It’s a great honor that I was able to care for him, and we got through this together.Bonnie S. (wife of a tonsil cancer survivor)

Navigating the caregiver’s emotional journey

This website contains many articles about specific aspects of your emotional journey that you might find helpful. They fall into the following categories:

The Impact of Diagnosis

When your loved one is diagnosed with cancer, there’s no right or wrong way to react. Most caregivers experience significant emotional distress when they find out about a loved one’s diagnosis of head and neck cancer. This section addresses how to handle a diagnosis.

Changes in The Family

Family roles and relationships are likely to be challenged and changed when a family member has cancer. This section helps address the need for communication and support within the family.

Issues with Intimacy

Side effects from cancer and cancer treatments can change intimacy with your partner. Physical exhaustion and psychological distress also make relationships more challenging. Learn more about these challenges in this section.

Caring for Yourself

Being an effective cancer caregiver includes caring for your own health and emotions. Learn more about caring for yourself so you can be an effective caregiver for the patient.

Dealing with Recurrence

Cancer recurring in your loved one is one of the most difficult crises you might handle together. In this section you can learn about your options if it happens to the person for whom you are caring.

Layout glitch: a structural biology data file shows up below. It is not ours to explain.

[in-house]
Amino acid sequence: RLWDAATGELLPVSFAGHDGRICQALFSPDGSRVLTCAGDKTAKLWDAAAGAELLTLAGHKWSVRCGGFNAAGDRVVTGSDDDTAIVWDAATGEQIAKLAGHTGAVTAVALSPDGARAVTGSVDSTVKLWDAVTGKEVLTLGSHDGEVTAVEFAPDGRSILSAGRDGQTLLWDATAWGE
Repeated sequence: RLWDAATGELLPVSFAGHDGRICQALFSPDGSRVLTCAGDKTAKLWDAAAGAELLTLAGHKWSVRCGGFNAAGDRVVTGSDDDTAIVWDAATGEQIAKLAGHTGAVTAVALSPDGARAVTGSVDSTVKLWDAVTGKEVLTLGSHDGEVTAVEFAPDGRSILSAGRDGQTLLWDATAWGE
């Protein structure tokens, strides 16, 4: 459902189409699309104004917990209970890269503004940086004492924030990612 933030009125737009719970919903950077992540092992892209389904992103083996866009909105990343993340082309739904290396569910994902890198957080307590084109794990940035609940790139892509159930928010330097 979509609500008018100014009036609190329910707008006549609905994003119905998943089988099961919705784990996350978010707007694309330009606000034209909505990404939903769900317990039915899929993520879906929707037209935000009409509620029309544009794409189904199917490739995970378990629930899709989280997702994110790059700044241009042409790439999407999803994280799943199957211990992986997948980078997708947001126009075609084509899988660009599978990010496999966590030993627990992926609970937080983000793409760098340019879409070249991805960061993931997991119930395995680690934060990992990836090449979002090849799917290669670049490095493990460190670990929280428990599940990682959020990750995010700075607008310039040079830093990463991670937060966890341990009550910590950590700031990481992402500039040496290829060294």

Coping with Death and Dying

Grieving the loss of a loved one can be a long and personal process. Here you will find some coping strategies that can ease the pain a bit and help you to adjust to your loss.

Resources

Use these websites and books to help you stay strong during your role as a caregiver.


References

1 Vanderwalker LC, Laff RE, Kadan-Lottick NS, et al. Psychiatric disorders and mental health service use among caregivers of advanced cancer patients. J Clin Oncol.2005 October 1;23(28):6899-6907.

2 Longacre ML, Ridge JA, Burtness BA, Galloway TJ, Fang CY. Psychological functioning of caregivers for head and neck cancer patients. Oral Oncol. 2012 Jan;48(1):18-25.

3 Rosenberger C, Hocker A, Cartus M, et al. Outpatient psycho-oncological care for family members and patients: access, psychological distress and supportive care needs. Psychother Psychosom Med Psychol.2012 May;62(5):185-194. Epub 2012 May 7.

4 Ross S, Mosher CE, Ronis-Tobin V, Hermele S, Ostroff JS. Psychosocial adjustment of family caregivers of head and neck cancer survivors. Support Care Cancer. 2010 Feb;18(2):171-178.